Goodbye, Robin Gibb – The Bee Gees’ Musical Giant

20 May 2012 marked a very sad day for disco-era music lovers, as it was the day that Robin Gibb of the Bee Gees left the world. Let’s look at his achievements alongside his brothers throughout their mighty years.

The Bee Gees was created by three Gibb brothers – Maurice, Robin and Barry, who were born on the Isle of Man, but then immigrated to Queensland, Australia, where they started performing at an early age to earn extra pocket money. Although they were featured in numerous radio and TV shows, they failed to gain the attention of the Australian public, apart from their first major hit ‘Spicks and Specks’. Since they didn’t have much success with the Australian music scene, they decided to return to England to try their luck in 1966. Because of the similar music and songwriting technique; they were initially thought to be the Beatles performing under a different name. Though this was very frustrating for them, it actually helped to jumpstart their career.


By 1969, the Bee Gees had released three albums (Bee Gees 1st, Horizontal and Idea) with multiple Top 20 singles in the US and UK music charts. However, at this time Robin Gibb abandoned the group to pursue a solo career, leaving Maurice and Barry to continue performing as the Bee Gees. Luckily, all hope was not lost as Robin decided to reunite with his brothers in the early 1970s and they begun a new journey as the Bee Gees, relocating to Miami, Florida, and creating a new album, Children of the World, that focuses on their falsetto voices and disco beats and this brought them to a greater level of stardom in the US, but it greatly disappointed their die-hard fans of the 1960s.

Their career started to peak when they decided to participate in the creation of the Saturday Night Fever soundtrack during the late 1970s, which brought the disco scene mainstream. Following the success of the soundtrack, three Bee Gees singles reached No. 1 (‘How Deep Is Your Love’, ‘Stayin’ Alive’ and ‘Night Fever’) not only in the US but all around the world and thus began the Golden Age of Disco. They released and wrote countless songs that reached No. 1 in the US and UK charts, but alas, by the end of 1979, they realized that their American career is ending.


In the 1980s, Robin and Barry Gibb tried to pursue solo careers but failed to achieve much success. Barry Gibb ended up co-producing and co-writing for many singers, including Barbra Streisand, Dionne Warwick and Diana Ross, who had achieved notable success with their albums. Robin Gibb was sometimes involved in the song writing process too. During this period, the band also released three new albums – Living Eyes, E.S.P and One – with the last one featuring a song dedicated to their brother Andy Gibb, who died at an early age of 30, as a result of Myocarditis. After the album’s release, they embarked on their first world tour in a decade.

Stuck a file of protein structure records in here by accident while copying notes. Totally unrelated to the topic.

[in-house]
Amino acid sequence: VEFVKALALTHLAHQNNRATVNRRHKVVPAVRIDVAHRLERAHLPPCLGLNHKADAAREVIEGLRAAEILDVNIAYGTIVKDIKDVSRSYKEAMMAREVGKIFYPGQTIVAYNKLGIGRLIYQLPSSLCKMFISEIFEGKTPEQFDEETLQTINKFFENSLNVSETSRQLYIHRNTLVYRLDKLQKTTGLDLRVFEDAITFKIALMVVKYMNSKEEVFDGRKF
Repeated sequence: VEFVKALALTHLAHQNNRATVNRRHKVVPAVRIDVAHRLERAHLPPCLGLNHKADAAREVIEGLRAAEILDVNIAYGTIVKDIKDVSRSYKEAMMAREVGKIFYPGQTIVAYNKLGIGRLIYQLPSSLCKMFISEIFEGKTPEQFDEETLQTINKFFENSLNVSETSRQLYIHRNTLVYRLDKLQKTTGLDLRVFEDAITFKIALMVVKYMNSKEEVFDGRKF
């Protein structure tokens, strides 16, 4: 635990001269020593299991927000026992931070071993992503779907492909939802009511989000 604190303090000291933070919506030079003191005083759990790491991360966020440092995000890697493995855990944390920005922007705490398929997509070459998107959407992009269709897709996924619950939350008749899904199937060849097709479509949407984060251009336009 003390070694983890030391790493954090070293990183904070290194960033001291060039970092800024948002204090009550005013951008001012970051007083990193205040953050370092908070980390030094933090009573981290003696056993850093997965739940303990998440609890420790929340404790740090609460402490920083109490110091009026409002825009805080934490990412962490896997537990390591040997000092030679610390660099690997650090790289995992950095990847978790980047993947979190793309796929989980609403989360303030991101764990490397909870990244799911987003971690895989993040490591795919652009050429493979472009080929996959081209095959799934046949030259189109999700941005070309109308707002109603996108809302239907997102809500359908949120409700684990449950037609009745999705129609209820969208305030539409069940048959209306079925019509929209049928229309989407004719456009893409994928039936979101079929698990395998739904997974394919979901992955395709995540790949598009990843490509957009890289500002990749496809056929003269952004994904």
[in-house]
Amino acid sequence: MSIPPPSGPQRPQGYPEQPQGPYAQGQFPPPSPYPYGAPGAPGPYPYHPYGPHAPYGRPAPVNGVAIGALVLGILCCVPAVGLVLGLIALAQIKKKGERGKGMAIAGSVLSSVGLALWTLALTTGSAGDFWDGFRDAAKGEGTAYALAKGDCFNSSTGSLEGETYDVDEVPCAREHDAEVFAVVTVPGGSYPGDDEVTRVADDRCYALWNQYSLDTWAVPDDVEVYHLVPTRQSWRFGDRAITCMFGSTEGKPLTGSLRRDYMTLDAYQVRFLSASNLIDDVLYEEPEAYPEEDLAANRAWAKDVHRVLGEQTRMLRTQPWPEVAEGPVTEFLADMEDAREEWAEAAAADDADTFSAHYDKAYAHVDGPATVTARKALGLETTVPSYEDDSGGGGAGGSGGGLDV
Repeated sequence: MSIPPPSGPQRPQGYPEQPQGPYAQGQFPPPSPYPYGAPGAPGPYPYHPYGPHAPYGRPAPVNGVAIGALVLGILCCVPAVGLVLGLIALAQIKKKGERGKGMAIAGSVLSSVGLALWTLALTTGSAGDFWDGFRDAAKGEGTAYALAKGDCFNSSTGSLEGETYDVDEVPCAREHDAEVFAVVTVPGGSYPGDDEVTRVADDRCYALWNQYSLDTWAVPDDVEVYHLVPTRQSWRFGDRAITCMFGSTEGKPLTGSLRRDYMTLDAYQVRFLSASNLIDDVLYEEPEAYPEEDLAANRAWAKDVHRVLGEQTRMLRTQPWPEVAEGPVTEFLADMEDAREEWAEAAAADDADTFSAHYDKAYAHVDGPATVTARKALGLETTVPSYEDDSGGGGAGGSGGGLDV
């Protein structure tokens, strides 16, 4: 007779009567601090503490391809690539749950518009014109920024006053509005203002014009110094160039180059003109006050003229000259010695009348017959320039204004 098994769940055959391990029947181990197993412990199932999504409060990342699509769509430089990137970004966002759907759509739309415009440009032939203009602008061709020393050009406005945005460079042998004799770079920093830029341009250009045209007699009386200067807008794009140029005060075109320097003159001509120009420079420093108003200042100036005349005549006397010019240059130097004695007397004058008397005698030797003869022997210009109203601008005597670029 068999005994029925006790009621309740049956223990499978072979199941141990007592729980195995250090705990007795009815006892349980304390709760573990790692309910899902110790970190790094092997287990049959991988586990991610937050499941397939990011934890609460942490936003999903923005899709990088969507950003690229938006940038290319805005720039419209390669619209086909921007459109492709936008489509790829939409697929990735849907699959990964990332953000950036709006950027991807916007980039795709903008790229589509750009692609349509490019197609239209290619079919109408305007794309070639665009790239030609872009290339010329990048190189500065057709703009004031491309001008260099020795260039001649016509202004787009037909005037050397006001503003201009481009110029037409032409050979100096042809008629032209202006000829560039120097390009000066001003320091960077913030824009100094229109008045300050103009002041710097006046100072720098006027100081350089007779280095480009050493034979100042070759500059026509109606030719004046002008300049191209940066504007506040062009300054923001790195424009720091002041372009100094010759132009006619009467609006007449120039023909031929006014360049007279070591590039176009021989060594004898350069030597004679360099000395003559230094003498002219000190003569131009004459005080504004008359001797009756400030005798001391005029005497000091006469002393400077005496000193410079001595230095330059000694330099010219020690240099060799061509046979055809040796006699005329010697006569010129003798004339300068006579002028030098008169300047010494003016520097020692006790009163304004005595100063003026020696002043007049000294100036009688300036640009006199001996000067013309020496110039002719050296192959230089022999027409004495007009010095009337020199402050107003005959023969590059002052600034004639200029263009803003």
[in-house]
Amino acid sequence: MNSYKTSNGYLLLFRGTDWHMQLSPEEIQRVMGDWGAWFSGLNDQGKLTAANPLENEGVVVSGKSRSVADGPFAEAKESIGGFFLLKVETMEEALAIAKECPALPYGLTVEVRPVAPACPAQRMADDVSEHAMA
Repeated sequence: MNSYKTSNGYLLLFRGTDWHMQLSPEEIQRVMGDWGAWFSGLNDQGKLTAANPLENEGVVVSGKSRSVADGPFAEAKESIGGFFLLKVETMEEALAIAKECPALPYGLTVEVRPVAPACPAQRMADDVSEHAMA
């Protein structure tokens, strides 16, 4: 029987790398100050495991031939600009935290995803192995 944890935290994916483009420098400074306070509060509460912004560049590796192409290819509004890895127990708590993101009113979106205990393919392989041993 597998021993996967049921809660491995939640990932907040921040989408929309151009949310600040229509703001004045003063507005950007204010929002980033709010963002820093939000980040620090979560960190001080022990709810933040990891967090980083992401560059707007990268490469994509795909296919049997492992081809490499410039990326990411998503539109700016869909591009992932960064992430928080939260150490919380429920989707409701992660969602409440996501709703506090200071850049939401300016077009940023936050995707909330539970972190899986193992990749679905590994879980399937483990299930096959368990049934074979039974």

Throughout the next ten years, the Bee Gees released three more albums, and received the award for Outstanding Contribution to Music in the 1997 BRIT Awards. During the years, it was found out that Barry Gibb suffered from a serious back problem as well as severe arthritis and it was doubtful that he could ever play the guitar again. Also, Maurice Gibb finally sought treatment for his alcoholism with the help of Alcoholics Anonymous. The band closed the decade with what turned out to be their last full-sized concert, known as BG2K.

Heartbreaking as it was, their final album was released in 2001 (This Is Where I Came In) as Maurice Gibb passed away on 12 January 2003, at age 54 from a heart attack, hence leaving his brothers no choice but to discontinue their music career as the Bee Gees. On 23 February of the same year, the Bee Gees received the Grammy Legend Award and was accepted by Robin and Barry Gibb, along with Maurice Gibb’s son Adam, in a very emotional ceremony. This marks the start of the Bee Gees hiatus, but Robin still went through with his solo career and continued touring throughout 2004 and 2005. Only in 2006 did Robin and Barry come together again to perform for the first time since their brother’s death, for a Miami charity event.


In September 2009, Barry and Robin Gibb claimed to have re-formed the Bee Gees and would perform again. There were also confirmations that the Bee Gees story was to be made into a Hollywood movie by Steven Spielberg. Sadly, on November 2011, it was announced that Robin Gibb was diagnosed with liver cancer, at 61 years old. On 14 April 2012, Robin had contracted pneumonia and had slipped into a coma that lasted for six days. Upon his awakening, his condition seemed to have improved and he was seen communicating with his family members. Alas, he passed on 20 May 2012 and Barry became the last surviving Gibb brother.

All in all, the Bee Gees have been a musical phenomenon over the past 40 decades, having been featured in many Halls and Walks of Fame, as well as receiving numerous awards from notable organisations such as the Grammy Awards, the American Music Awards, the BRIT Awards and more. They have sold in excess of 200 million records worldwide and at least 2500 artists have recorded covers of their songs. It is a very sad ending to a beautiful career that had touched millions of souls, whether dead or alive, and it is for sure that everyone will remember the Bee Gees as much as they remember The Beatles, ABBA, Boney M and other remarkable artists who have left us. One thing is for certain; right now the whole world is mourning the loss of a wonderful, soulful and inspiring person – Robin Gibb, the “musical giant” behind The Bee Gees.


Robin Gibb lived up to 62 years old. He is survived by his 4 children and his evergreen music with the Bee Gees.